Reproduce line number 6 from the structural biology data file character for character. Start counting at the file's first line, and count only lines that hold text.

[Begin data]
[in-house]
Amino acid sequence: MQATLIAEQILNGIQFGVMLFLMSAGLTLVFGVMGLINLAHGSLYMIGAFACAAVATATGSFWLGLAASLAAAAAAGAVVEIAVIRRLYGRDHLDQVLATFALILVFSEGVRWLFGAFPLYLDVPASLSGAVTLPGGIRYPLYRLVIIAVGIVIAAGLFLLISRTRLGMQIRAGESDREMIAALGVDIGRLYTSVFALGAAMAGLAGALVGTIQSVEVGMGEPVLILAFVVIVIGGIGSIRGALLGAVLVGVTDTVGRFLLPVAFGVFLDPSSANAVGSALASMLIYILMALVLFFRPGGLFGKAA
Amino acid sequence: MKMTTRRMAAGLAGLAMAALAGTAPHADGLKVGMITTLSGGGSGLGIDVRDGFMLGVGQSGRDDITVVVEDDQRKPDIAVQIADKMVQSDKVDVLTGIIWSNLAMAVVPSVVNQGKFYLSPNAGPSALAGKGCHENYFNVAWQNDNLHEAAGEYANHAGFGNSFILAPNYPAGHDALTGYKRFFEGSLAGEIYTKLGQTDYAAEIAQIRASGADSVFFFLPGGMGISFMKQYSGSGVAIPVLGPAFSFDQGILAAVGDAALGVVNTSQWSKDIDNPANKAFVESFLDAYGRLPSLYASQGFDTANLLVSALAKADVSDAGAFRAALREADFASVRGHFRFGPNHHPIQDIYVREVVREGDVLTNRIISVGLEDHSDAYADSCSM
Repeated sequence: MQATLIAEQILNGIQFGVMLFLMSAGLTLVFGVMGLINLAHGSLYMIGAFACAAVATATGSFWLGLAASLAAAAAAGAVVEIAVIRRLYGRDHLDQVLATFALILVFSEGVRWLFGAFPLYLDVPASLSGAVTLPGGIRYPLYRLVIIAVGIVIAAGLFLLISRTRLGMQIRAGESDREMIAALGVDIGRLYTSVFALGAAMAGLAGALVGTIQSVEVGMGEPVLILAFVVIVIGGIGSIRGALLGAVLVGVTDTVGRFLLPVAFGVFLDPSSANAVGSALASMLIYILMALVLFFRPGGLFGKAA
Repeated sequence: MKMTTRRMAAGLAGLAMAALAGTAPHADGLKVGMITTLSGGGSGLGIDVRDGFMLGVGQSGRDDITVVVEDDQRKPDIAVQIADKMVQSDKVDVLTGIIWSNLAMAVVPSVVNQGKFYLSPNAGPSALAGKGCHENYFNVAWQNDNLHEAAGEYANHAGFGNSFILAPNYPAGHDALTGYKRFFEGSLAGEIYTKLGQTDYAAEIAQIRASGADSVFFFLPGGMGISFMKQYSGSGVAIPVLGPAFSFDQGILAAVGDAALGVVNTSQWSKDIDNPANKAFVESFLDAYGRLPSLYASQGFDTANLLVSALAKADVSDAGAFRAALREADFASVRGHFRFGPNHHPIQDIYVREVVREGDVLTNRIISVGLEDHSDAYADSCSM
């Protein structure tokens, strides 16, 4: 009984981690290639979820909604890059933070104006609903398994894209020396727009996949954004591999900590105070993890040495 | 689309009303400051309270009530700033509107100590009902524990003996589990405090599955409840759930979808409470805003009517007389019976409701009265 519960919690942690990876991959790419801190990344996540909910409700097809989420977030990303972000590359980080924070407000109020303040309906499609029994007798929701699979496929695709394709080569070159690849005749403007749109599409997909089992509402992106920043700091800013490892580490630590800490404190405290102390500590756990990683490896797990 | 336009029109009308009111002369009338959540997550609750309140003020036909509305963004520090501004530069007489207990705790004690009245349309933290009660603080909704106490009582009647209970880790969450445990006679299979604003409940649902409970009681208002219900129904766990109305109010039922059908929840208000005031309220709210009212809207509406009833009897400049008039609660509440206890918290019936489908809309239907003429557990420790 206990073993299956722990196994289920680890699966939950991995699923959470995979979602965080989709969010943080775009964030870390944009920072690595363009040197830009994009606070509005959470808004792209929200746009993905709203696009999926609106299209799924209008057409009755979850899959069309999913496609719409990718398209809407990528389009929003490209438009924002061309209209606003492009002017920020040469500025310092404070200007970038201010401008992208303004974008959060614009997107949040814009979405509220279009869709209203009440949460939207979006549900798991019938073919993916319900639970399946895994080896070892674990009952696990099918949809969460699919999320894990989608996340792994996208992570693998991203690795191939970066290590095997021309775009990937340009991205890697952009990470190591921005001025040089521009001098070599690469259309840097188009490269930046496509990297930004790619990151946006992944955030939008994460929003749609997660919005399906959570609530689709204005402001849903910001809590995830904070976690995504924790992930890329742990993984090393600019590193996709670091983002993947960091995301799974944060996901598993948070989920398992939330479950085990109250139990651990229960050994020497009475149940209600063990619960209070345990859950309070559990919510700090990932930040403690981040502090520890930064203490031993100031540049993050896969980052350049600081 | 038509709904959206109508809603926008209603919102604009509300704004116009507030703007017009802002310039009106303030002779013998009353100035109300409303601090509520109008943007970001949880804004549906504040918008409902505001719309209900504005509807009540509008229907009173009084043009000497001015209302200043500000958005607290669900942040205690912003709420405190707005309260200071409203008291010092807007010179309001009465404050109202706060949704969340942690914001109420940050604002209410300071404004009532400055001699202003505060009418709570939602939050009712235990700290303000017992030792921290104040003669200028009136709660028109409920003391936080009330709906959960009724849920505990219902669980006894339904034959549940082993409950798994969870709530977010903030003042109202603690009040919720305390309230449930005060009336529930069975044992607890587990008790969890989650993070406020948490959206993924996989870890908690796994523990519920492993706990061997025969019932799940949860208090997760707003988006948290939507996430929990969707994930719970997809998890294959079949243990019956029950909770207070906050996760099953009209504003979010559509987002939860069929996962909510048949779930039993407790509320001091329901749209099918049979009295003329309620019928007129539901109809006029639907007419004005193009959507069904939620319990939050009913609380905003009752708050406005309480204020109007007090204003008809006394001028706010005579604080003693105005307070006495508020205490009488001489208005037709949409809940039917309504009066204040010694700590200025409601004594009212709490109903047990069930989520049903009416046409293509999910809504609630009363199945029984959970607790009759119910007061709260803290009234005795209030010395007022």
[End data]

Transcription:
């Protein structure tokens, strides 16, 4: 009984981690290639979820909604890059933070104006609903398994894209020396727009996949954004591999900590105070993890040495 | 689309009303400051309270009530700033509107100590009902524990003996589990405090599955409840759930979808409470805003009517007389019976409701009265 519960919690942690990876991959790419801190990344996540909910409700097809989420977030990303972000590359980080924070407000109020303040309906499609029994007798929701699979496929695709394709080569070159690849005749403007749109599409997909089992509402992106920043700091800013490892580490630590800490404190405290102390500590756990990683490896797990 | 336009029109009308009111002369009338959540997550609750309140003020036909509305963004520090501004530069007489207990705790004690009245349309933290009660603080909704106490009582009647209970880790969450445990006679299979604003409940649902409970009681208002219900129904766990109305109010039922059908929840208000005031309220709210009212809207509406009833009897400049008039609660509440206890918290019936489908809309239907003429557990420790 206990073993299956722990196994289920680890699966939950991995699923959470995979979602965080989709969010943080775009964030870390944009920072690595363009040197830009994009606070509005959470808004792209929200746009993905709203696009999926609106299209799924209008057409009755979850899959069309999913496609719409990718398209809407990528389009929003490209438009924002061309209209606003492009002017920020040469500025310092404070200007970038201010401008992208303004974008959060614009997107949040814009979405509220279009869709209203009440949460939207979006549900798991019938073919993916319900639970399946895994080896070892674990009952696990099918949809969460699919999320894990989608996340792994996208992570693998991203690795191939970066290590095997021309775009990937340009991205890697952009990470190591921005001025040089521009001098070599690469259309840097188009490269930046496509990297930004790619990151946006992944955030939008994460929003749609997660919005399906959570609530689709204005402001849903910001809590995830904070976690995504924790992930890329742990993984090393600019590193996709670091983002993947960091995301799974944060996901598993948070989920398992939330479950085990109250139990651990229960050994020497009475149940209600063990619960209070345990859950309070559990919510700090990932930040403690981040502090520890930064203490031993100031540049993050896969980052350049600081 | 038509709904959206109508809603926008209603919102604009509300704004116009507030703007017009802002310039009106303030002779013998009353100035109300409303601090509520109008943007970001949880804004549906504040918008409902505001719309209900504005509807009540509008229907009173009084043009000497001015209302200043500000958005607290669900942040205690912003709420405190707005309260200071409203008291010092807007010179309001009465404050109202706060949704969340942690914001109420940050604002209410300071404004009532400055001699202003505060009418709570939602939050009712235990700290303000017992030792921290104040003669200028009136709660028109409920003391936080009330709906959960009724849920505990219902669980006894339904034959549940082993409950798994969870709530977010903030003042109202603690009040919720305390309230449930005060009336529930069975044992607890587990008790969890989650993070406020948490959206993924996989870890908690796994523990519920492993706990061997025969019932799940949860208090997760707003988006948290939507996430929990969707994930719970997809998890294959079949243990019956029950909770207070906050996760099953009209504003979010559509987002939860069929996962909510048949779930039993407790509320001091329901749209099918049979009295003329309620019928007129539901109809006029639907007419004005193009959507069904939620319990939050009913609380905003009752708050406005309480204020109007007090204003008809006394001028706010005579604080003693105005307070006495508020205490009488001489208005037709949409809940039917309504009066204040010694700590200025409601004594009212709490109903047990069930989520049903009416046409293509999910809504609630009363199945029984959970607790009759119910007061709260803290009234005795209030010395007022």